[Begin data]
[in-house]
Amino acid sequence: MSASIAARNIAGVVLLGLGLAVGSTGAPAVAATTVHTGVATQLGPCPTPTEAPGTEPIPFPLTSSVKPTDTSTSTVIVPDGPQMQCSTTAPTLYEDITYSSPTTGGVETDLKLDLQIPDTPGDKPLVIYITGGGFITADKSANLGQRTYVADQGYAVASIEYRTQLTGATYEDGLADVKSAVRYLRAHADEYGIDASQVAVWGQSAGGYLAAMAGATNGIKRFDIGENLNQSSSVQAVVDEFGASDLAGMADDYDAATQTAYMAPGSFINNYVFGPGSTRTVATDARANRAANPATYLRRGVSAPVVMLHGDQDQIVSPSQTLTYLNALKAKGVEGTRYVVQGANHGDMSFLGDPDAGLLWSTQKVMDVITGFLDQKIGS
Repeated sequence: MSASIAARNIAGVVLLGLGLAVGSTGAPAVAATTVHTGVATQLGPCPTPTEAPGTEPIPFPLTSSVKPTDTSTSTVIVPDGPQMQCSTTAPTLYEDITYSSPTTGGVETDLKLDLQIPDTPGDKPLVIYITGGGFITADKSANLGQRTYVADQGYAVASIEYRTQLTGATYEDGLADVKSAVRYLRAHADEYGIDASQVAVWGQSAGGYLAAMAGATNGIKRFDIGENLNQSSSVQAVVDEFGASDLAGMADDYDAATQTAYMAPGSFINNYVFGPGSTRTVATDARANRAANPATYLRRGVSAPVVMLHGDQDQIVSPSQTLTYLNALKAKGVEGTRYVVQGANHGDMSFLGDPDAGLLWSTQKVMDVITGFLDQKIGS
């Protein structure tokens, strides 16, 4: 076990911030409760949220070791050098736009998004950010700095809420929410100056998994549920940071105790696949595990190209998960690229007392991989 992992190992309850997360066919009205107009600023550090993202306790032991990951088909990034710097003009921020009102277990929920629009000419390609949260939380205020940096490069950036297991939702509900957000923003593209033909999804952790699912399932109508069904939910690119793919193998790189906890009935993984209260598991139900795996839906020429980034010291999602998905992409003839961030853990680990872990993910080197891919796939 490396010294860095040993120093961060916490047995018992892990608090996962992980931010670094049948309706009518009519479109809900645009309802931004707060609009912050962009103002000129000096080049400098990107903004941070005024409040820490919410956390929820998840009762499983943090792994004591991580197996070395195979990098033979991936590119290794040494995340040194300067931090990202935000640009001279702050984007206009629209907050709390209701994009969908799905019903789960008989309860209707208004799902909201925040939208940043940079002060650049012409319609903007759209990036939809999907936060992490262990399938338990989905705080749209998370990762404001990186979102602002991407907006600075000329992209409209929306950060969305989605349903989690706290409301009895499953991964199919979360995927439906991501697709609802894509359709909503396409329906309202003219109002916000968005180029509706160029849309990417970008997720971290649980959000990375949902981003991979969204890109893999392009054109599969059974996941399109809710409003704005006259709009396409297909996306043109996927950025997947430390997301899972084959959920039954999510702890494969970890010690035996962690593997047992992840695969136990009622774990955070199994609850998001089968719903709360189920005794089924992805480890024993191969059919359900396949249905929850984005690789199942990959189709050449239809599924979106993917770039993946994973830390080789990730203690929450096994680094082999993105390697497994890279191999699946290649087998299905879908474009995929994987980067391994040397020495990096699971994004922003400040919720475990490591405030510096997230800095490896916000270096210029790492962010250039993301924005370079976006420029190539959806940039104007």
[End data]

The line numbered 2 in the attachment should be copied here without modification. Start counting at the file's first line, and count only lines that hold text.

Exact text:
Amino acid sequence: MSASIAARNIAGVVLLGLGLAVGSTGAPAVAATTVHTGVATQLGPCPTPTEAPGTEPIPFPLTSSVKPTDTSTSTVIVPDGPQMQCSTTAPTLYEDITYSSPTTGGVETDLKLDLQIPDTPGDKPLVIYITGGGFITADKSANLGQRTYVADQGYAVASIEYRTQLTGATYEDGLADVKSAVRYLRAHADEYGIDASQVAVWGQSAGGYLAAMAGATNGIKRFDIGENLNQSSSVQAVVDEFGASDLAGMADDYDAATQTAYMAPGSFINNYVFGPGSTRTVATDARANRAANPATYLRRGVSAPVVMLHGDQDQIVSPSQTLTYLNALKAKGVEGTRYVVQGANHGDMSFLGDPDAGLLWSTQKVMDVITGFLDQKIGS